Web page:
“All That Jazz” may be the last film that ever taught me. Perhaps. The story of a man addicted to sex, drugs, and musical theater (line stolen from the great Robert McKee) I walked out of the movie stunned, realizing that that could be my story if I was not very careful. I decided that very day that the secret to success was obsession, but obsession creates imbalance, and imbalance destroys and denies you the chance to enjoy your success.
So I decided to become obsessive about being balanced. Ka-ching. One of those “cubic inches of opportunity” I’ve had in my life. Everyone gets them. The challenge is recognizing and implementing their implications.
The Way that can be named is not the true Way. But…by looking at some of the structures and vectors discovered or designed by some of the best, wisest and most successful human beings who have ever walked the planet, as well as the combined wisdom of the tribal elders, we can glimpse it. Cannot put it into words, no–that would be asking too much of language. It will not bear the weight.
I like to look at a story from multiple directions. Each new perspective teaches something different about the story, but the story is not the perspectives or structures. I can look at it from plot, character, poetics, thematics. In my head, on index cards, in an outline, as a synopsis, written, oral, visualized, played in my head like music, as a short story, a novel, a movie script. Every different perspective tells me something different. But the story is always the story. It is like looking in on a fireplace from different windows, through a keyhole, through an open door. Each perspective is different. The fire is the same, and you have to actually burn to understand its essence.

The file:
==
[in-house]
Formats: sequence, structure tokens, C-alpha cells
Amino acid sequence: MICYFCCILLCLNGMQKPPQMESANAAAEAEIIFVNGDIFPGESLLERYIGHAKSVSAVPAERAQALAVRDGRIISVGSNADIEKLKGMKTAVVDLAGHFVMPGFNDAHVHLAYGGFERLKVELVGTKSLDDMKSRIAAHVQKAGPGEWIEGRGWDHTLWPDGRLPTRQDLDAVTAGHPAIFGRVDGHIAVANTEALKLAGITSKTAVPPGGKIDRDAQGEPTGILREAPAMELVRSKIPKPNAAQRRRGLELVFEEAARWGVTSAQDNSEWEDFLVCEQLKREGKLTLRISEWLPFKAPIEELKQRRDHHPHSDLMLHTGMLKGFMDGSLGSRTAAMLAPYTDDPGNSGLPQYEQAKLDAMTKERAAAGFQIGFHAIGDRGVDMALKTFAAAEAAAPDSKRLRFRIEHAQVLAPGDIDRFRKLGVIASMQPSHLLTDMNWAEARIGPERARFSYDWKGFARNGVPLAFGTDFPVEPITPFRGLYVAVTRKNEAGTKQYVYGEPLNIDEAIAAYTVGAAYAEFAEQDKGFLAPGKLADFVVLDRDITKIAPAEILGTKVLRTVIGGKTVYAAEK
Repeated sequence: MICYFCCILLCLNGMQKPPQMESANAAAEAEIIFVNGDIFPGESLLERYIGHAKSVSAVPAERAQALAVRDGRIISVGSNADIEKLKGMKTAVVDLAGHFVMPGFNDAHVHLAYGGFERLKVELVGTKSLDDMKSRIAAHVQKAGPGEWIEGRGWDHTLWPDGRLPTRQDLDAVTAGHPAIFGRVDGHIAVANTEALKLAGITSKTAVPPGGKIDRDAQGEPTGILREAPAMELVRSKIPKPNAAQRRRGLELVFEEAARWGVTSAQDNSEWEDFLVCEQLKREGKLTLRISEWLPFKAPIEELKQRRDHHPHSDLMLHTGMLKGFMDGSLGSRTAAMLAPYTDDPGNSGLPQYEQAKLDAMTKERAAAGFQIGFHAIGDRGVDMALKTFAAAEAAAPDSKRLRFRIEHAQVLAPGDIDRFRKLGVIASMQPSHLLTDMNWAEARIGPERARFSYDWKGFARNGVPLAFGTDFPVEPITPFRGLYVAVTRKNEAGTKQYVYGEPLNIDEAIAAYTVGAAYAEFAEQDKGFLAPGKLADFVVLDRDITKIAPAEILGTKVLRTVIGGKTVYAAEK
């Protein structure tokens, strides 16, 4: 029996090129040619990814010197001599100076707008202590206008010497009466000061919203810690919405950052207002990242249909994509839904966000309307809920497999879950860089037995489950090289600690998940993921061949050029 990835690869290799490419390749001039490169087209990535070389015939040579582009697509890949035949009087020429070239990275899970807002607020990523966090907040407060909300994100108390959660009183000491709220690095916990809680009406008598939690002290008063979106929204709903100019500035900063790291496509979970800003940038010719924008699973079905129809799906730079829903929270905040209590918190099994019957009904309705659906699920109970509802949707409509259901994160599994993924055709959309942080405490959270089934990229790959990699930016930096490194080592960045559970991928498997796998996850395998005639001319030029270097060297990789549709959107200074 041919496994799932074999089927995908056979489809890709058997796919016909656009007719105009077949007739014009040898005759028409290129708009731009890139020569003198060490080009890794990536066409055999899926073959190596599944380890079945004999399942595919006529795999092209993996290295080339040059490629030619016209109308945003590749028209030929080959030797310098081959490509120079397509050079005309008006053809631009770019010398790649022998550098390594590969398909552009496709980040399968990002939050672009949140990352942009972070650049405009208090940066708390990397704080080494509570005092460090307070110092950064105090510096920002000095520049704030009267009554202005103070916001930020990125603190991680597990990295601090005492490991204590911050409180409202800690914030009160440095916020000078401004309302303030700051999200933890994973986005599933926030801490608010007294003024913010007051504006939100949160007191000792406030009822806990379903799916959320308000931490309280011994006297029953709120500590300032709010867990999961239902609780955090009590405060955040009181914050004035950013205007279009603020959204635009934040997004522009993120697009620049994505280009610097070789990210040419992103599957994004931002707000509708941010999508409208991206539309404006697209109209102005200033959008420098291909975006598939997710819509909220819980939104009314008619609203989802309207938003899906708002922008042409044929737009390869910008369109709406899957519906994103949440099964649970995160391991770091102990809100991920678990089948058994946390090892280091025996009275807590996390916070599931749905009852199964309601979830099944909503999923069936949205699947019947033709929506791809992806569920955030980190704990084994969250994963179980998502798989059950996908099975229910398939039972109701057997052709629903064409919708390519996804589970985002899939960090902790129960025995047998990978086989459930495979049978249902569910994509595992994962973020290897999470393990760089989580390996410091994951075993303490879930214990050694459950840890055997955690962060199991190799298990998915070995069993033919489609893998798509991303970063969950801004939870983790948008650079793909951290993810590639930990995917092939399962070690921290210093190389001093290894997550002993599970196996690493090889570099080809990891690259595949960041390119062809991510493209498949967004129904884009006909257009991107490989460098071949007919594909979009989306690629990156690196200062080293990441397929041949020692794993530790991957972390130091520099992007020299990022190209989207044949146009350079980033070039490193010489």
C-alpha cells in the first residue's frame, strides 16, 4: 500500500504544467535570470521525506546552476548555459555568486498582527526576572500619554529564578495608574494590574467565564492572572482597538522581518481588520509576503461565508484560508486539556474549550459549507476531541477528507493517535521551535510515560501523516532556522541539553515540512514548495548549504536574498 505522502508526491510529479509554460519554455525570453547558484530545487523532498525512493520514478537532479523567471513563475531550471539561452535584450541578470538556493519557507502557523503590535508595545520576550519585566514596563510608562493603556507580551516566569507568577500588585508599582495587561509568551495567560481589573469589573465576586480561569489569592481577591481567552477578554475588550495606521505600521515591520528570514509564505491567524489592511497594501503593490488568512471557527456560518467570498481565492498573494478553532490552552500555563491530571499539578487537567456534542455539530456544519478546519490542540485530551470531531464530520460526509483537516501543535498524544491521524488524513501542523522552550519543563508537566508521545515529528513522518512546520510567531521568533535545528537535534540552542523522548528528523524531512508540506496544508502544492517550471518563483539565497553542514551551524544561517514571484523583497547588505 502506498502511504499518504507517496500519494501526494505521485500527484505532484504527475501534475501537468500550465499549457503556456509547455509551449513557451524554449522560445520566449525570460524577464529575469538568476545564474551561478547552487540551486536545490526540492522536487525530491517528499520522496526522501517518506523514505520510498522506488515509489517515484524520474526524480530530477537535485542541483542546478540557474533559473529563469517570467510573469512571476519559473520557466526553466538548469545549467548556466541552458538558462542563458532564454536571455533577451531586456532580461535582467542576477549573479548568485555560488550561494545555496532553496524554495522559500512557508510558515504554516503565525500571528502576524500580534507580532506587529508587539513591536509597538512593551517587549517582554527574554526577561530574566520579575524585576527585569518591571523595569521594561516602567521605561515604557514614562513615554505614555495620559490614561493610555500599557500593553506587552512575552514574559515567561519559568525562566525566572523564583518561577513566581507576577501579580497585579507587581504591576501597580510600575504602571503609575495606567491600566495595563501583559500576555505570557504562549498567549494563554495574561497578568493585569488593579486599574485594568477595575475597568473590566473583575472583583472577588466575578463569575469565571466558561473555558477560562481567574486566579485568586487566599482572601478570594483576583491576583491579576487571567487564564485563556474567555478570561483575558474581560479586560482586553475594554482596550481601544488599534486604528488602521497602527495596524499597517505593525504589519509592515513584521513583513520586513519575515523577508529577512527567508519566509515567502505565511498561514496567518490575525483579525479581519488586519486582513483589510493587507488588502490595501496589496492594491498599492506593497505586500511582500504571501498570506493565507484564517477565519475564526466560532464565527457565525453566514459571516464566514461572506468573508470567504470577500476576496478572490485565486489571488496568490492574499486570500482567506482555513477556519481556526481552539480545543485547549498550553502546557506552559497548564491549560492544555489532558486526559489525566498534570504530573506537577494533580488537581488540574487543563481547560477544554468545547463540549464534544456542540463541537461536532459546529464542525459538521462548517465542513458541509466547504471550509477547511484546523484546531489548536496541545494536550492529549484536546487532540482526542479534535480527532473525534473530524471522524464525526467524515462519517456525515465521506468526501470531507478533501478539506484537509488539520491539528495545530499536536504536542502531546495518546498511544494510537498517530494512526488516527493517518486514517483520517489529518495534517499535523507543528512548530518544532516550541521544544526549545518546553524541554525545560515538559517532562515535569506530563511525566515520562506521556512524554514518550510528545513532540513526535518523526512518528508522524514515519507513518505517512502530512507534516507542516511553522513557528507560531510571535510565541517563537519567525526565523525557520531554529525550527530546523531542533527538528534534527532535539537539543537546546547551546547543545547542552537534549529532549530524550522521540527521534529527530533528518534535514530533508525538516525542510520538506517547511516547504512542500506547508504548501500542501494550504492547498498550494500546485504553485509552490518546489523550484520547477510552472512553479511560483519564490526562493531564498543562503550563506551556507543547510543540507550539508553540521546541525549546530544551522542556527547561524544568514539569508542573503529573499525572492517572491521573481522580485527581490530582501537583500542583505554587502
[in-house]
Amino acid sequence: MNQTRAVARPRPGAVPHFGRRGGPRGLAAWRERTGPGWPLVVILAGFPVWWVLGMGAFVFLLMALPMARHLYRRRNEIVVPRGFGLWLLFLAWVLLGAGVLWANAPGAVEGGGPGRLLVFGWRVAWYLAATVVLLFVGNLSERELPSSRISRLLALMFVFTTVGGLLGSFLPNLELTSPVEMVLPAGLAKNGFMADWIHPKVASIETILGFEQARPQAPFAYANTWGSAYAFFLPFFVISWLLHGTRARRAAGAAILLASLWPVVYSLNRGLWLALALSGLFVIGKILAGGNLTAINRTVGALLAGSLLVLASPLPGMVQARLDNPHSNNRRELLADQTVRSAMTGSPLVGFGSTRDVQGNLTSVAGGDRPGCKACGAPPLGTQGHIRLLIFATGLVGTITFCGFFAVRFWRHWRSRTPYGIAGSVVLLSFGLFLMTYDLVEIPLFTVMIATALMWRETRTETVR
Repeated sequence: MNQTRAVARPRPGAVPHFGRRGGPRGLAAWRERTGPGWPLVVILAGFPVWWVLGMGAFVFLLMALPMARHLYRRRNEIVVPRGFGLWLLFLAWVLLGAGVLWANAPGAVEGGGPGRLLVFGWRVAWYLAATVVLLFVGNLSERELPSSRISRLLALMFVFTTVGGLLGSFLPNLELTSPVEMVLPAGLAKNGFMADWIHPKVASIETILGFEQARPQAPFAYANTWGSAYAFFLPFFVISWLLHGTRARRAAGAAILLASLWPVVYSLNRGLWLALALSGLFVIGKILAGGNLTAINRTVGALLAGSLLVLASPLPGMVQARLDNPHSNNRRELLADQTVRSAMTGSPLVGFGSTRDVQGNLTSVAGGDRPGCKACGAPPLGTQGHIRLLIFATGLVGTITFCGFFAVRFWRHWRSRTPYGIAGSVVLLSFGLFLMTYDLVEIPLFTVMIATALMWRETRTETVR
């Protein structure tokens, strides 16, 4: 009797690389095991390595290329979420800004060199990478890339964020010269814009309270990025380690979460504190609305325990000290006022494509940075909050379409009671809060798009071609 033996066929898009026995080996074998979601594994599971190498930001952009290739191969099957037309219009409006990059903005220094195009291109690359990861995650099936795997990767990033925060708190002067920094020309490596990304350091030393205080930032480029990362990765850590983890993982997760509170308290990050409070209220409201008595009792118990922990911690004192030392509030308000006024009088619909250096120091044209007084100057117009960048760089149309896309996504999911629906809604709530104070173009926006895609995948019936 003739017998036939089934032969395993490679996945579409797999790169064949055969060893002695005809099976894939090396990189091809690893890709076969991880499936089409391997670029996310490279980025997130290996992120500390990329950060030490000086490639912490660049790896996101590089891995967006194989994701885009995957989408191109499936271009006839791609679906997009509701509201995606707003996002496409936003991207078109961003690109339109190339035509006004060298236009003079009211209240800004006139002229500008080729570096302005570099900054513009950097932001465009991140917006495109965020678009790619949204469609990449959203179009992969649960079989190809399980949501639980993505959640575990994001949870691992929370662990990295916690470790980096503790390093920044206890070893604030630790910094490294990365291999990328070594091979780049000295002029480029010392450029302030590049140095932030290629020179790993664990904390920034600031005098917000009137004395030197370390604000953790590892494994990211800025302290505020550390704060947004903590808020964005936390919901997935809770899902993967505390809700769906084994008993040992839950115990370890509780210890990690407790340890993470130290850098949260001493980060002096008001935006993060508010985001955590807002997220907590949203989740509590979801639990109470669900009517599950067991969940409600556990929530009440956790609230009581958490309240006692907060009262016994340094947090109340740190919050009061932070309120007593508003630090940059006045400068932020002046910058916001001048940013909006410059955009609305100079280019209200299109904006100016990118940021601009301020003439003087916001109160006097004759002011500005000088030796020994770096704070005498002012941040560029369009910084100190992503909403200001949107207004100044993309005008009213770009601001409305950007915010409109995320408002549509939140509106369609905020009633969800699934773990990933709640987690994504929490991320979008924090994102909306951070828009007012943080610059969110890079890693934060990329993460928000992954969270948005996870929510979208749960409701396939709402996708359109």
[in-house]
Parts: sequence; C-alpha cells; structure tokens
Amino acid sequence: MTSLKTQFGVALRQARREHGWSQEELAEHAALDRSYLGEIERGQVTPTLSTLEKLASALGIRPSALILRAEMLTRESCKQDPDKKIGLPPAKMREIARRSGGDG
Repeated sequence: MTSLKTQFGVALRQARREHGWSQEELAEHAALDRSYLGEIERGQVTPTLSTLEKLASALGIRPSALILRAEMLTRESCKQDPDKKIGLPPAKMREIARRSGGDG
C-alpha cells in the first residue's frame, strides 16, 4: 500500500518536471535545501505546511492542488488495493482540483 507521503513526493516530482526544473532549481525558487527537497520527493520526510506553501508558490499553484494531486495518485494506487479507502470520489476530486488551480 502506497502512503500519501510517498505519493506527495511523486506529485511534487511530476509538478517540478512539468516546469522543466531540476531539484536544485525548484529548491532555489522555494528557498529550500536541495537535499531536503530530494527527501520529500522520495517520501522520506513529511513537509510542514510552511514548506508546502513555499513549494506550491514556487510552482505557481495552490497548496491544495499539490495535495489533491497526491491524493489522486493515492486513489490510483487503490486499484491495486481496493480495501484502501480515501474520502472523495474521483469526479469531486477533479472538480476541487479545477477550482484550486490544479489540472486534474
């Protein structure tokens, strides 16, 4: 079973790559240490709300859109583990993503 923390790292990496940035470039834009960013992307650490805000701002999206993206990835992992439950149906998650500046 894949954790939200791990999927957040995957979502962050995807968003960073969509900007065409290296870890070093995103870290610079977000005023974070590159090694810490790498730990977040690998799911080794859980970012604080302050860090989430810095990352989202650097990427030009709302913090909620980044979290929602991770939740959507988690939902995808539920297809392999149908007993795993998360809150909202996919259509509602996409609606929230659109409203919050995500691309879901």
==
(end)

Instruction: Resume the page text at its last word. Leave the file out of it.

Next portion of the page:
The martial arts are the same way. I can discuss them culturally, psychologically, philosophically. In terms of anatomy, physics, strategy, tactics, integrative lifestyle, practical application, sport, fitness, self-defense, all-out combat, mathematics, and more. Each perspective offers up different information. But the thing is the thing.
The experience of life is the same. You have to burn to understand it. And when you do, “you” are not there. “The thing” is there. This is much the same as sex. If you can remember your name while you’re orgasming, it wasn’t good sex. The subject-object relationship must break down, labels disappear. People who think that labeling things is the same as understanding them are missing it.
But if I break my life down into those components: Body, Mind, Spirit. Child, parent, grandparent. Male and female. Black and white. Each tells me something different. And while my monkey mind is busy thinking about it, the Truth can slip through the cracks. They are useful tools, useful distractions, useful lies.
I think the problems of life are like rocks in a white-water rafting trip. They obstruct and constrict the flow of water, and make the ride wild.
The truth always lies between. People get stuck in the rocks. Fear the rocks. Shrink your ego and float past the obstructions.
Come on in: the water’s fine.
(P.S.–what was the last movie that really taught you something, and what did it teach?)